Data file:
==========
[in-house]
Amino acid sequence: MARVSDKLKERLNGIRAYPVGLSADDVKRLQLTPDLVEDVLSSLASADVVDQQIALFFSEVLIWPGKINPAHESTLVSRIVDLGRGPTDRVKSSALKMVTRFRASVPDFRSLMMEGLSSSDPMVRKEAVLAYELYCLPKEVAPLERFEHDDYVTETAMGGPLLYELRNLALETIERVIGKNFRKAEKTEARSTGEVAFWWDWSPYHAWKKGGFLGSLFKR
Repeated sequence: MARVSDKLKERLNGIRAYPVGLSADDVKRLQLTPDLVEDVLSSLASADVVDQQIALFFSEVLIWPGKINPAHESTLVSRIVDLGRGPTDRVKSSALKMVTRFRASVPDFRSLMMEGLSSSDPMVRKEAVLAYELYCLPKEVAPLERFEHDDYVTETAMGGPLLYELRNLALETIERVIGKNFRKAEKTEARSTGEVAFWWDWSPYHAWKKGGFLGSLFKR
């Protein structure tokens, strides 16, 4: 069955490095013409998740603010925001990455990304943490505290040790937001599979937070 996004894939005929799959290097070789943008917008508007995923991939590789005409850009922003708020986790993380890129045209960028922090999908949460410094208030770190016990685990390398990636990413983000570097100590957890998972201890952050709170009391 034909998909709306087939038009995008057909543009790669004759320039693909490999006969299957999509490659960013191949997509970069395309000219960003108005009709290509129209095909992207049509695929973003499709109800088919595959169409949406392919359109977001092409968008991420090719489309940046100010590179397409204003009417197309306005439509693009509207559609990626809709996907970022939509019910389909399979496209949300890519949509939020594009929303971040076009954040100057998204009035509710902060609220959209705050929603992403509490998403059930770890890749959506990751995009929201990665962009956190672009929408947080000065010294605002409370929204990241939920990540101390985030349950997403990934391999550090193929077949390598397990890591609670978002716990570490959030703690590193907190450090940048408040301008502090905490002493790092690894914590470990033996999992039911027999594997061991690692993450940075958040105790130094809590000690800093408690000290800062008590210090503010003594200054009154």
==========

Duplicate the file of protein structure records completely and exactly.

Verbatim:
[in-house]
Amino acid sequence: MARVSDKLKERLNGIRAYPVGLSADDVKRLQLTPDLVEDVLSSLASADVVDQQIALFFSEVLIWPGKINPAHESTLVSRIVDLGRGPTDRVKSSALKMVTRFRASVPDFRSLMMEGLSSSDPMVRKEAVLAYELYCLPKEVAPLERFEHDDYVTETAMGGPLLYELRNLALETIERVIGKNFRKAEKTEARSTGEVAFWWDWSPYHAWKKGGFLGSLFKR
Repeated sequence: MARVSDKLKERLNGIRAYPVGLSADDVKRLQLTPDLVEDVLSSLASADVVDQQIALFFSEVLIWPGKINPAHESTLVSRIVDLGRGPTDRVKSSALKMVTRFRASVPDFRSLMMEGLSSSDPMVRKEAVLAYELYCLPKEVAPLERFEHDDYVTETAMGGPLLYELRNLALETIERVIGKNFRKAEKTEARSTGEVAFWWDWSPYHAWKKGGFLGSLFKR
């Protein structure tokens, strides 16, 4: 069955490095013409998740603010925001990455990304943490505290040790937001599979937070 996004894939005929799959290097070789943008917008508007995923991939590789005409850009922003708020986790993380890129045209960028922090999908949460410094208030770190016990685990390398990636990413983000570097100590957890998972201890952050709170009391 034909998909709306087939038009995008057909543009790669004759320039693909490999006969299957999509490659960013191949997509970069395309000219960003108005009709290509129209095909992207049509695929973003499709109800088919595959169409949406392919359109977001092409968008991420090719489309940046100010590179397409204003009417197309306005439509693009509207559609990626809709996907970022939509019910389909399979496209949300890519949509939020594009929303971040076009954040100057998204009035509710902060609220959209705050929603992403509490998403059930770890890749959506990751995009929201990665962009956190672009929408947080000065010294605002409370929204990241939920990540101390985030349950997403990934391999550090193929077949390598397990890591609670978002716990570490959030703690590193907190450090940048408040301008502090905490002493790092690894914590470990033996999992039911027999594997061991690692993450940075958040105790130094809590000690800093408690000290800062008590210090503010003594200054009154």